Advective moistening of the planetary boundary layer through moisture convergence is inhibited not only by the lack of local convection over the East Asian monsoon region, but also because of the early transition of the Eurasian extratropical circulation to its July configuration. This results in a reduction of moisture convergence over the East Asian monsoon region during June, a time when strong moisture convergence normally takes place, which reinforces the initial East Asian drought condition.
Figure 7.2: Same as Figure 7.1, but with the dry soil moistures found in the experiments initialized with drought. Increasingly yellow colors indicate increasing dryness relative to moist initial soils case.
From these results, we can conclude that East Asian summer monsoon onset and variability will be sensitive to processes which impact moisture in the planetary boundary layer over land. On the regional scale, such processes include land surface effects such as vegetation resistance to evaporation, sub-grid scale precipitation variability and its effects on the amount of wetted canopy, and the precipitation process itself. The land surface hydrologic and energy states can also have significant impact through communication and reinforcement of remotely forced general circulation effects. In this case, the remote forcing was provided by initial Eurasian drought.
7.2 Limitations in interpretation of results
In discussing the applicability of the results to the observed East Asian summer monsoon, some caveats need to be kept in mind. These caveats relate to model error, model resolution, and the spatial scale of initial drought. We noted in Chapters 3 and 6 that the character of the sudden northward shifts of zonal circulation features in the upper troposphere, seems to be reasonably depicted the East Asian summer monsoon circulation. These circulation transitions seem to be associated with rain belt transitions, consistent with the observations. However, the model circulation features advance further north than observed. The possible effect on the interpretation of results is through the reduction of baroclinic processes in the model over East Asia, relative to the observations. Such a reduction would lead to local land surface processes having more influence on East Asian summer monsoon variability than observed. It is possible that the variability in the modeled East Asian summer monsoon may have too much emphasis on the initial soil moisture compared to observations.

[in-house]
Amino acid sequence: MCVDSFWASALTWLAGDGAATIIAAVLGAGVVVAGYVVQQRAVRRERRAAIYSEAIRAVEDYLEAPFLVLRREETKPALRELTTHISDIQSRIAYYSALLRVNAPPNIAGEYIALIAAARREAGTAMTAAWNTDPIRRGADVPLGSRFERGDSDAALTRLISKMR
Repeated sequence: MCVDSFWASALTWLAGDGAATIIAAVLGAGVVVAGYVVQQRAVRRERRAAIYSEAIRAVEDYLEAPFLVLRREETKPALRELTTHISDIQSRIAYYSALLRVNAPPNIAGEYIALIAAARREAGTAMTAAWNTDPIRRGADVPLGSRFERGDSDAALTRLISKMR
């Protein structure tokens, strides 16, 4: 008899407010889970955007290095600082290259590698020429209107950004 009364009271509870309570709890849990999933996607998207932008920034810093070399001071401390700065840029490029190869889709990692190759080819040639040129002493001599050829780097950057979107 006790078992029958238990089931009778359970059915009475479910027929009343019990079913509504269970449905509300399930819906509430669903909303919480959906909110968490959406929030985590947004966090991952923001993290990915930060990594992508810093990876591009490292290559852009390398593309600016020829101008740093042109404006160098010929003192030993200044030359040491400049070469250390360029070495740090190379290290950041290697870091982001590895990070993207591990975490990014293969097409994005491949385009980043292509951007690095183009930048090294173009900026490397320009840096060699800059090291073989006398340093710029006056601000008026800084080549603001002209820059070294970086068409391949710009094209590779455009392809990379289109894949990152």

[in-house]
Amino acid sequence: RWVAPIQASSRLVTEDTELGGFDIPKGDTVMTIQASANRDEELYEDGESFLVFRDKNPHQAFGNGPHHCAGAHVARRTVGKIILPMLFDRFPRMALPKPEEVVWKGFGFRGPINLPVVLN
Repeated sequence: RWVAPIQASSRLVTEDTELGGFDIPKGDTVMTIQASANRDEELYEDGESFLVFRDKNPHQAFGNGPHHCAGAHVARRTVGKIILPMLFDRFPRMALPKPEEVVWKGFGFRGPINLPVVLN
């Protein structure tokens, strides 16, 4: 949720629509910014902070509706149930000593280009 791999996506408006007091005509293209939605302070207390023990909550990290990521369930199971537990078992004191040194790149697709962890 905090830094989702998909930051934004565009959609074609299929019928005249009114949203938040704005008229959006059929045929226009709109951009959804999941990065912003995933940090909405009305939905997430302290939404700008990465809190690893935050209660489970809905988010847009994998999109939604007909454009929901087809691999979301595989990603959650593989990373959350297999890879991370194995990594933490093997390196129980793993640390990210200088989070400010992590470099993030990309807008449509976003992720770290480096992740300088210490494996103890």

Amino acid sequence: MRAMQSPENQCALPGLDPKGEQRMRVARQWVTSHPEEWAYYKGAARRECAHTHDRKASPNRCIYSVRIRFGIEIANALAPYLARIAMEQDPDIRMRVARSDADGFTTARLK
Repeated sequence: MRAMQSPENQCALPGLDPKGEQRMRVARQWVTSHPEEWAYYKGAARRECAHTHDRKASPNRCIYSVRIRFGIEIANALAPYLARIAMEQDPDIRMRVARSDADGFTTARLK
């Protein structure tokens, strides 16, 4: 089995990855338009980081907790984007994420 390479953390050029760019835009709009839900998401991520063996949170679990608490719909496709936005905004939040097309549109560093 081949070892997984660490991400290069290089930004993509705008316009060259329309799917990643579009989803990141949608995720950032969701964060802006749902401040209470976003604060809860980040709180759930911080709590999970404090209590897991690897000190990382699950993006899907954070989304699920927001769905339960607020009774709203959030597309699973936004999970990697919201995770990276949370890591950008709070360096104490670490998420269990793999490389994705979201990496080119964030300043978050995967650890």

Another concern is that the simulated initial Eurasian drought was too broad in spatial scale to be realistic. This breadth of scale was used because of the relatively coarse model resolution. Recent observational studies have shown possible sensitivity of Indian monsoon rainfall, for example, to subcontinental scales of anomalous soil moisture over Russia (Matsuyama and Masuda, 1998). The regional variability of the East Asian summer monsoon has also been shown to be sensitive to snow cover anomalies over Eurasia (Yang and Xi, 1994), suggesting East Asian summer monsoon sensitivity to the resulting soil moisture state as well.